Phelps s#58, 1st Gen 2003
An artist some years younger than Ms. Antoni who has made her career out of what one might call personalist statistics is Danica Phelps. Up to now, accountancy has been the probity of her art. She would keep head-spinning logs of her spending over long stretches of time or devise improbably elaborate bartering schemes: narrative flow kept pace with formal rhythms in the schematic presentation of her data.
Ms. Phelps remains a devotee of informational overload and dogged resolve, only now she has taken up the one subject sexier than money: Sex. According to an open letter to family, friends, and colleagues that forms a press release for the exhibition, after seven erotically uneventful years of marriage, Ms. Phelps has come out as a lesbian. As students of her compulsively diaristic exhibition, entitled "Integrating Sex into Everyday Life" soon discover, the lucky lady's name is Debi.
Arranged in the middle of the gallery are a mattress, a makeshift kitchen, the artist's somewhat grungy wardrobe, and a work station: Evidently (though not on the day of my visit) the artist will be *in situ*, making art (if not love) and living some of the very life that will be documented in her drawings. Hanging on the wall, and perhaps increasing in number as her life is further lived, are these drawings, which consist of copious date-book entries which hourly notatewalking the dog, gallery-going, drawing, reading, and - with healthful frequency - making love with Debi.
Next to these lists
are spindly, doodly sketches of interlocking couples. These are sensual
and personable enough but Ms. Phelps is hardly the new Egon Schiele. At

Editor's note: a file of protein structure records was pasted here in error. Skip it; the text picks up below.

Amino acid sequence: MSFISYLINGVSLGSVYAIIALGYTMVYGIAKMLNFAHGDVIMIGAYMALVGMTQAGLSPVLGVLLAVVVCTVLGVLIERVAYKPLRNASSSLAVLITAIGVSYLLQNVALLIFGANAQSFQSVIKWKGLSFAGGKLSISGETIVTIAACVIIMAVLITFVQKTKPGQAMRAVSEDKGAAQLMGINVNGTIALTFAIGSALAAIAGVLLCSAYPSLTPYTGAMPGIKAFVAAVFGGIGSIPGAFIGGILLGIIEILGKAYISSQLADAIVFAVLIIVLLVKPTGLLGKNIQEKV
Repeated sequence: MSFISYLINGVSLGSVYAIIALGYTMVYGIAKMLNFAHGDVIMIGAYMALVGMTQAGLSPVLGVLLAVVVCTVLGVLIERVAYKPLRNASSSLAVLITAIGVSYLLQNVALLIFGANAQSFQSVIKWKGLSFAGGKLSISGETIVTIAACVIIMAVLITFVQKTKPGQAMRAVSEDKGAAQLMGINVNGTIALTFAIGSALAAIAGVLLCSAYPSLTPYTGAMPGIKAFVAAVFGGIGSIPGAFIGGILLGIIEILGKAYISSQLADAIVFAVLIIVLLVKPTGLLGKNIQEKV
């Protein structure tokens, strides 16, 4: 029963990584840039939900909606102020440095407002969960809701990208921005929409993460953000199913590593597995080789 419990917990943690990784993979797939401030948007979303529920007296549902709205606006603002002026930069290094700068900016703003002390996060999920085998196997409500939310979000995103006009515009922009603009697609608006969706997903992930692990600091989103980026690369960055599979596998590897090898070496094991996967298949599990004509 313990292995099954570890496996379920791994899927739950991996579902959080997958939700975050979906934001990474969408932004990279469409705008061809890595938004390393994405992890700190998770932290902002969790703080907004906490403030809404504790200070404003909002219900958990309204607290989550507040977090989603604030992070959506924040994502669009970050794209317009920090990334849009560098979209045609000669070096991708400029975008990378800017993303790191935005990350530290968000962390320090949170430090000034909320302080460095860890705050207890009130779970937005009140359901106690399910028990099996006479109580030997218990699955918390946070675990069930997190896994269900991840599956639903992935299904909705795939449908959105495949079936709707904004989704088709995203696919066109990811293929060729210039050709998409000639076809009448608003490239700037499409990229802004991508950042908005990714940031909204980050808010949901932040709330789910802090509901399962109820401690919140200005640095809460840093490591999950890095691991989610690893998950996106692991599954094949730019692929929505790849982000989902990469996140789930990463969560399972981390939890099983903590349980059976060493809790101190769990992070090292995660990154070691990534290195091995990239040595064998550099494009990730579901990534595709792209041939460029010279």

the base of each page are arcane, colored bar codes thatapparently register
cash flow and credits/debits incurred, recalling her pre-Sapphic preoccupations.
So much for measuring out one's life in coffee spoons. Still, a precarious
balance of anal retention and erotic release lends this whole project
an endearing and welcome charm.
"Erwartung/Expectancy," Dana Birnbaum's installation at the Jewish Museum, was a work originally commissioned in 1995 as an outdoor project by the Vienna Kunsthalle. A plexi screen is coated with a blown-up reproduction of one of Arnold Schönberg's watercolorsenvisioning a stageset for his revolutionary "monodram" of that title. Onto this textured support, Ms. Birnbaum projects images of a woman with flowing red locks in a period dress, whose poses that have all the drama and circumstance of an L.L. Bean catalogue.
Accompanying each shot are stage directions and lines, in English, from Marie Pappenheim's libretto. The soundtrack sounds like digitally messed around fragments of Schönberg's score, slowed down and with the voice edited out. In the darkened room, fragments of image bounce back upon the walls in further attempts at ambiguous distortion. While curatorial wall text makes big claims for the feminist radicality of this venture, in truth it seems there is little a video installation artist appropriating Schoenberg can do that's more expressive or weird than the audacious a-tonality of the original.
The composer's watercolor
will feature in the Jewish Museum's upcoming and much anticipated exhibition,
Schoenberg, Kandinsky, and the Blue Rider, which opens October 24. Even
as a teaser for it, this piece is frankly presumptuous and inconsequential.